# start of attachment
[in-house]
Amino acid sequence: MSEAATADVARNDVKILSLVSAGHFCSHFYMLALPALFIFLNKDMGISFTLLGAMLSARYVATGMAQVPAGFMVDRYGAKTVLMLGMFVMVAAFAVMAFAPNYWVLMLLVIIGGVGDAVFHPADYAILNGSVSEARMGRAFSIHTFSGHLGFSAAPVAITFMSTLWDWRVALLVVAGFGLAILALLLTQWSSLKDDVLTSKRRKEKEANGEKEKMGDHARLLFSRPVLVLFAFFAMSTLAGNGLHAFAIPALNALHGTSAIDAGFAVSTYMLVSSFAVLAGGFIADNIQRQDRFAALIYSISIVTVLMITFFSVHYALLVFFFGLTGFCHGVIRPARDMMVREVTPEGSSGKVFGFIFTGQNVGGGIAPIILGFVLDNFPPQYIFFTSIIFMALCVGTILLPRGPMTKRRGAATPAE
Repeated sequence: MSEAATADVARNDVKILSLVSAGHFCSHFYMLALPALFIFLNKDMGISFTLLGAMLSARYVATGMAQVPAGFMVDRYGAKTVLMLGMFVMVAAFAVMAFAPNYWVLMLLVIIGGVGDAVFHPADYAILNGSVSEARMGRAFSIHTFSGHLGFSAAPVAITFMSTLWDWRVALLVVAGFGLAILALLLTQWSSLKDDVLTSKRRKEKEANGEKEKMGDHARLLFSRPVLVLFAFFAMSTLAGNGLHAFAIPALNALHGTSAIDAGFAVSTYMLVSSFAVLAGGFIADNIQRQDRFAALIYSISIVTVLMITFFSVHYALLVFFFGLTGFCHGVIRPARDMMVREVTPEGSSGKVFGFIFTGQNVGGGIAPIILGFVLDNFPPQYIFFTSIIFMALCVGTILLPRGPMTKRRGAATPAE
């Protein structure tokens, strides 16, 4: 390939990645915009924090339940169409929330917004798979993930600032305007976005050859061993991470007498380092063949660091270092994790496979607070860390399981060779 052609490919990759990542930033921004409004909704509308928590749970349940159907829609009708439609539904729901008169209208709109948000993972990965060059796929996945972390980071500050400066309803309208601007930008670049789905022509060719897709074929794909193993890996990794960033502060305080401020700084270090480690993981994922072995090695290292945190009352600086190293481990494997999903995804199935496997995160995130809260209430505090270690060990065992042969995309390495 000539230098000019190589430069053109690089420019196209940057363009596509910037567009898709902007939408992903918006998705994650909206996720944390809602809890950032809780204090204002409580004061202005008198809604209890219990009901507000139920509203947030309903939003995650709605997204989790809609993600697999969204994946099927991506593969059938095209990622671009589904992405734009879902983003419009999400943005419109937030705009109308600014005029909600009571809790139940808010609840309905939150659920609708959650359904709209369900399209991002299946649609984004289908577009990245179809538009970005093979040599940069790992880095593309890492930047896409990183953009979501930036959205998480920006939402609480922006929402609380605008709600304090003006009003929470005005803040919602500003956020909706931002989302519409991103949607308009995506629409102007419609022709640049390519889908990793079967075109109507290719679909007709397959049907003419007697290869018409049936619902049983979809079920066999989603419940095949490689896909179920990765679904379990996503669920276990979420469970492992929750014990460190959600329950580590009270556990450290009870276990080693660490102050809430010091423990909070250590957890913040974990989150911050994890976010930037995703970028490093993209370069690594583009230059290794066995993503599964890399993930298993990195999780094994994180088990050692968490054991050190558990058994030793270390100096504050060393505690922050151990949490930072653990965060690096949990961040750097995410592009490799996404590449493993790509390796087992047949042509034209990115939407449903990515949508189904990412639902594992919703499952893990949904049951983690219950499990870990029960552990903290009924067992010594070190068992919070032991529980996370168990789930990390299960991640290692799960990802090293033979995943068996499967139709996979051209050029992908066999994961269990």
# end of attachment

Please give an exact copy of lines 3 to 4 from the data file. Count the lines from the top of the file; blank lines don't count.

Repeated sequence: MSEAATADVARNDVKILSLVSAGHFCSHFYMLALPALFIFLNKDMGISFTLLGAMLSARYVATGMAQVPAGFMVDRYGAKTVLMLGMFVMVAAFAVMAFAPNYWVLMLLVIIGGVGDAVFHPADYAILNGSVSEARMGRAFSIHTFSGHLGFSAAPVAITFMSTLWDWRVALLVVAGFGLAILALLLTQWSSLKDDVLTSKRRKEKEANGEKEKMGDHARLLFSRPVLVLFAFFAMSTLAGNGLHAFAIPALNALHGTSAIDAGFAVSTYMLVSSFAVLAGGFIADNIQRQDRFAALIYSISIVTVLMITFFSVHYALLVFFFGLTGFCHGVIRPARDMMVREVTPEGSSGKVFGFIFTGQNVGGGIAPIILGFVLDNFPPQYIFFTSIIFMALCVGTILLPRGPMTKRRGAATPAE
């Protein structure tokens, strides 16, 4: 390939990645915009924090339940169409929330917004798979993930600032305007976005050859061993991470007498380092063949660091270092994790496979607070860390399981060779 052609490919990759990542930033921004409004909704509308928590749970349940159907829609009708439609539904729901008169209208709109948000993972990965060059796929996945972390980071500050400066309803309208601007930008670049789905022509060719897709074929794909193993890996990794960033502060305080401020700084270090480690993981994922072995090695290292945190009352600086190293481990494997999903995804199935496997995160995130809260209430505090270690060990065992042969995309390495 000539230098000019190589430069053109690089420019196209940057363009596509910037567009898709902007939408992903918006998705994650909206996720944390809602809890950032809780204090204002409580004061202005008198809604209890219990009901507000139920509203947030309903939003995650709605997204989790809609993600697999969204994946099927991506593969059938095209990622671009589904992405734009879902983003419009999400943005419109937030705009109308600014005029909600009571809790139940808010609840309905939150659920609708959650359904709209369900399209991002299946649609984004289908577009990245179809538009970005093979040599940069790992880095593309890492930047896409990183953009979501930036959205998480920006939402609480922006929402609380605008709600304090003006009003929470005005803040919602500003956020909706931002989302519409991103949607308009995506629409102007419609022709640049390519889908990793079967075109109507290719679909007709397959049907003419007697290869018409049936619902049983979809079920066999989603419940095949490689896909179920990765679904379990996503669920276990979420469970492992929750014990460190959600329950580590009270556990450290009870276990080693660490102050809430010091423990909070250590957890913040974990989150911050994890976010930037995703970028490093993209370069690594583009230059290794066995993503599964890399993930298993990195999780094994994180088990050692968490054991050190558990058994030793270390100096504050060393505690922050151990949490930072653990965060690096949990961040750097995410592009490799996404590449493993790509390796087992047949042509034209990115939407449903990515949508189904990412639902594992919703499952893990949904049951983690219950499990870990029960552990903290009924067992010594070190068992919070032991529980996370168990789930990390299960991640290692799960990802090293033979995943068996499967139709996979051209050029992908066999994961269990």